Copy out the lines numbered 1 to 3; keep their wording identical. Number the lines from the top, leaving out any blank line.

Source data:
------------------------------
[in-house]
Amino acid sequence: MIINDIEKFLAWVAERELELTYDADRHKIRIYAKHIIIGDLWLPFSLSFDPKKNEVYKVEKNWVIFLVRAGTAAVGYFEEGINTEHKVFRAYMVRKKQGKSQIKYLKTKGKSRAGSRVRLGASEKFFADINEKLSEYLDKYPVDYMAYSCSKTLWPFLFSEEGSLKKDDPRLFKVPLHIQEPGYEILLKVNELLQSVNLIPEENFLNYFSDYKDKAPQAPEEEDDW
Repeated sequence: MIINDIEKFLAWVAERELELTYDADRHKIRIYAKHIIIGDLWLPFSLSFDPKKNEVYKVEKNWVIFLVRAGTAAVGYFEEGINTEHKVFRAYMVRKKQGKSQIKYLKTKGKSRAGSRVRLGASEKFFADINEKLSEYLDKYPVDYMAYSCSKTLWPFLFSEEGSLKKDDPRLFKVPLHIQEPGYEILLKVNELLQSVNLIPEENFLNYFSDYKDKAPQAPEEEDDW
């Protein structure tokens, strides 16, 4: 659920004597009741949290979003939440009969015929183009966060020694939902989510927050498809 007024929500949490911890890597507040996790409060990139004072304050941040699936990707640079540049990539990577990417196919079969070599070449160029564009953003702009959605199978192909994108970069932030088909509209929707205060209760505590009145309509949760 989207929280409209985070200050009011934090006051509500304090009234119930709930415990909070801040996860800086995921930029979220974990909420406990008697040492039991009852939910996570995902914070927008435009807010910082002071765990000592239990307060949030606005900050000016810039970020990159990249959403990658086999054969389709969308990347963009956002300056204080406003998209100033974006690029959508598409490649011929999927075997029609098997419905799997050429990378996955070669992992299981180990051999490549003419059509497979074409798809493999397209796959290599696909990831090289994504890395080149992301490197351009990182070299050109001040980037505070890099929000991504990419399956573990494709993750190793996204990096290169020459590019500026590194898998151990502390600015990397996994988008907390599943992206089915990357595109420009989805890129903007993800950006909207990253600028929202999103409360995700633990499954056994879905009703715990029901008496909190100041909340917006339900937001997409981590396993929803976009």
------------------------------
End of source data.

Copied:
[in-house]
Amino acid sequence: MIINDIEKFLAWVAERELELTYDADRHKIRIYAKHIIIGDLWLPFSLSFDPKKNEVYKVEKNWVIFLVRAGTAAVGYFEEGINTEHKVFRAYMVRKKQGKSQIKYLKTKGKSRAGSRVRLGASEKFFADINEKLSEYLDKYPVDYMAYSCSKTLWPFLFSEEGSLKKDDPRLFKVPLHIQEPGYEILLKVNELLQSVNLIPEENFLNYFSDYKDKAPQAPEEEDDW
Repeated sequence: MIINDIEKFLAWVAERELELTYDADRHKIRIYAKHIIIGDLWLPFSLSFDPKKNEVYKVEKNWVIFLVRAGTAAVGYFEEGINTEHKVFRAYMVRKKQGKSQIKYLKTKGKSRAGSRVRLGASEKFFADINEKLSEYLDKYPVDYMAYSCSKTLWPFLFSEEGSLKKDDPRLFKVPLHIQEPGYEILLKVNELLQSVNLIPEENFLNYFSDYKDKAPQAPEEEDDW